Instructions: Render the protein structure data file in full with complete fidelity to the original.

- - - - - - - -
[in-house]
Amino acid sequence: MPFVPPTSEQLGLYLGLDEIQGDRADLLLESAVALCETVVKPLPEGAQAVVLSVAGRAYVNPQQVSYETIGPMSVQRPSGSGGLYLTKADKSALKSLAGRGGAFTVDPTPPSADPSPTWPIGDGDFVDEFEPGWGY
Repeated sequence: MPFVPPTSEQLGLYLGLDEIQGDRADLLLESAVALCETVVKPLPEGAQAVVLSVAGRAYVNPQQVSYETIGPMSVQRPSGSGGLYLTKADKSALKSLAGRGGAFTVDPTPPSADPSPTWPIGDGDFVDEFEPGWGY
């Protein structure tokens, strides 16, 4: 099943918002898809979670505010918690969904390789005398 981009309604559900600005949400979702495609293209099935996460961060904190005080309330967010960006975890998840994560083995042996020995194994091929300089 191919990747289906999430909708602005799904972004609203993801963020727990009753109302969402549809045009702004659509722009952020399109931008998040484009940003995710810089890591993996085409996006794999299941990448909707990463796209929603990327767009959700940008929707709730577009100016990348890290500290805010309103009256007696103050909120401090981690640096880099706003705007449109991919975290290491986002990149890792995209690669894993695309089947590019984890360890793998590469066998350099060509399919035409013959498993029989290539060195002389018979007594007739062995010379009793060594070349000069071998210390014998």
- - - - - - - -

[in-house]
Amino acid sequence: MPFVPPTSEQLGLYLGLDEIQGDRADLLLESAVALCETVVKPLPEGAQAVVLSVAGRAYVNPQQVSYETIGPMSVQRPSGSGGLYLTKADKSALKSLAGRGGAFTVDPTPPSADPSPTWPIGDGDFVDEFEPGWGY
Repeated sequence: MPFVPPTSEQLGLYLGLDEIQGDRADLLLESAVALCETVVKPLPEGAQAVVLSVAGRAYVNPQQVSYETIGPMSVQRPSGSGGLYLTKADKSALKSLAGRGGAFTVDPTPPSADPSPTWPIGDGDFVDEFEPGWGY
């Protein structure tokens, strides 16, 4: 099943918002898809979670505010918690969904390789005398 981009309604559900600005949400979702495609293209099935996460961060904190005080309330967010960006975890998840994560083995042996020995194994091929300089 191919990747289906999430909708602005799904972004609203993801963020727990009753109302969402549809045009702004659509722009952020399109931008998040484009940003995710810089890591993996085409996006794999299941990448909707990463796209929603990327767009959700940008929707709730577009100016990348890290500290805010309103009256007696103050909120401090981690640096880099706003705007449109991919975290290491986002990149890792995209690669894993695309089947590019984890360890793998590469066998350099060509399919035409013959498993029989290539060195002389018979007594007739062995010379009793060594070349000069071998210390014998």